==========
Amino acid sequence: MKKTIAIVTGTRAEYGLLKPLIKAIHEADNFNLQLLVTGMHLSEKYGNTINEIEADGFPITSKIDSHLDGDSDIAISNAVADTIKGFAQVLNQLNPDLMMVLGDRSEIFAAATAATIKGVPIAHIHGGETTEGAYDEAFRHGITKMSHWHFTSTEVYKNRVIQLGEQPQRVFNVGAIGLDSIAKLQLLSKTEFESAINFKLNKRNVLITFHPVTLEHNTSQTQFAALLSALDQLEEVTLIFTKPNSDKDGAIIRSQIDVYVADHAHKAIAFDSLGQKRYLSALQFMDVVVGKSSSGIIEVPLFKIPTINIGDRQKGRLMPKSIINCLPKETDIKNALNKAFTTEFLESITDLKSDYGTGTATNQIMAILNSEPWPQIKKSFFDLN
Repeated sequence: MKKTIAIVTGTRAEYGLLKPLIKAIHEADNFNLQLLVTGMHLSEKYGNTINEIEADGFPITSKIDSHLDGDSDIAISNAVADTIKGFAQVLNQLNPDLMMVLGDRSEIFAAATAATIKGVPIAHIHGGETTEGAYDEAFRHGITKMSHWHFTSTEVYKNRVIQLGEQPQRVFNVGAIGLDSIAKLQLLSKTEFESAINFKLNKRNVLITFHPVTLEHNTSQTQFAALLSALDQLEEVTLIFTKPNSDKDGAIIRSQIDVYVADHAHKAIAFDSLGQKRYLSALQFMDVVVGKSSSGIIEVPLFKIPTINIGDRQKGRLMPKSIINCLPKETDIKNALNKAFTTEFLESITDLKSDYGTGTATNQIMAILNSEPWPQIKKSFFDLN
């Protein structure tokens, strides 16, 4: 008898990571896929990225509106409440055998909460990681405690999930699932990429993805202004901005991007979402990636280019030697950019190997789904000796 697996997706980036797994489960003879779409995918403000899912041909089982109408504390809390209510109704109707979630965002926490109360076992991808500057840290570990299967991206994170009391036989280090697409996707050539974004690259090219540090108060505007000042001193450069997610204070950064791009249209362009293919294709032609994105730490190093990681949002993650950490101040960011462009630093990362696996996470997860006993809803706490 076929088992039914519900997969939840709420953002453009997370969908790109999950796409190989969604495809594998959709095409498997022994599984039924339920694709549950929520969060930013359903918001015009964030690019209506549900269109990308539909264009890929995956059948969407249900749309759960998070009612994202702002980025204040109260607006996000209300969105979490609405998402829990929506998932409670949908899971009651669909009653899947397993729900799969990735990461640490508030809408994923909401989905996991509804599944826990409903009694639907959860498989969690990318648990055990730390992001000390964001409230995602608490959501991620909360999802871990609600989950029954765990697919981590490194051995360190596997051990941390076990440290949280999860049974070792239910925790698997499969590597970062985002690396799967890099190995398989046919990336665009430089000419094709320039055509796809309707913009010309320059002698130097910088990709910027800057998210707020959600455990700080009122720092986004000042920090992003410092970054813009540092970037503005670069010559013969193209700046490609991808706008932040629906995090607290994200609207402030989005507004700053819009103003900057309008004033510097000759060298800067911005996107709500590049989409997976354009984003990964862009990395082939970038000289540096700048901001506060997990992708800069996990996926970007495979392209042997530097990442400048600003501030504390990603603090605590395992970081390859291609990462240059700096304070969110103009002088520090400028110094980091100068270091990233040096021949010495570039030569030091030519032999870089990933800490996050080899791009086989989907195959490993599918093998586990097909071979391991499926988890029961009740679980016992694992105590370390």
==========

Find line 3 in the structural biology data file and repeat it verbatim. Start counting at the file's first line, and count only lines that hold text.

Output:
């Protein structure tokens, strides 16, 4: 008898990571896929990225509106409440055998909460990681405690999930699932990429993805202004901005991007979402990636280019030697950019190997789904000796 697996997706980036797994489960003879779409995918403000899912041909089982109408504390809390209510109704109707979630965002926490109360076992991808500057840290570990299967991206994170009391036989280090697409996707050539974004690259090219540090108060505007000042001193450069997610204070950064791009249209362009293919294709032609994105730490190093990681949002993650950490101040960011462009630093990362696996996470997860006993809803706490 076929088992039914519900997969939840709420953002453009997370969908790109999950796409190989969604495809594998959709095409498997022994599984039924339920694709549950929520969060930013359903918001015009964030690019209506549900269109990308539909264009890929995956059948969407249900749309759960998070009612994202702002980025204040109260607006996000209300969105979490609405998402829990929506998932409670949908899971009651669909009653899947397993729900799969990735990461640490508030809408994923909401989905996991509804599944826990409903009694639907959860498989969690990318648990055990730390992001000390964001409230995602608490959501991620909360999802871990609600989950029954765990697919981590490194051995360190596997051990941390076990440290949280999860049974070792239910925790698997499969590597970062985002690396799967890099190995398989046919990336665009430089000419094709320039055509796809309707913009010309320059002698130097910088990709910027800057998210707020959600455990700080009122720092986004000042920090992003410092970054813009540092970037503005670069010559013969193209700046490609991808706008932040629906995090607290994200609207402030989005507004700053819009103003900057309008004033510097000759060298800067911005996107709500590049989409997976354009984003990964862009990395082939970038000289540096700048901001506060997990992708800069996990996926970007495979392209042997530097990442400048600003501030504390990603603090605590395992970081390859291609990462240059700096304070969110103009002088520090400028110094980091100068270091990233040096021949010495570039030569030091030519032999870089990933800490996050080899791009086989989907195959490993599918093998586990097909071979391991499926988890029961009740679980016992694992105590370390």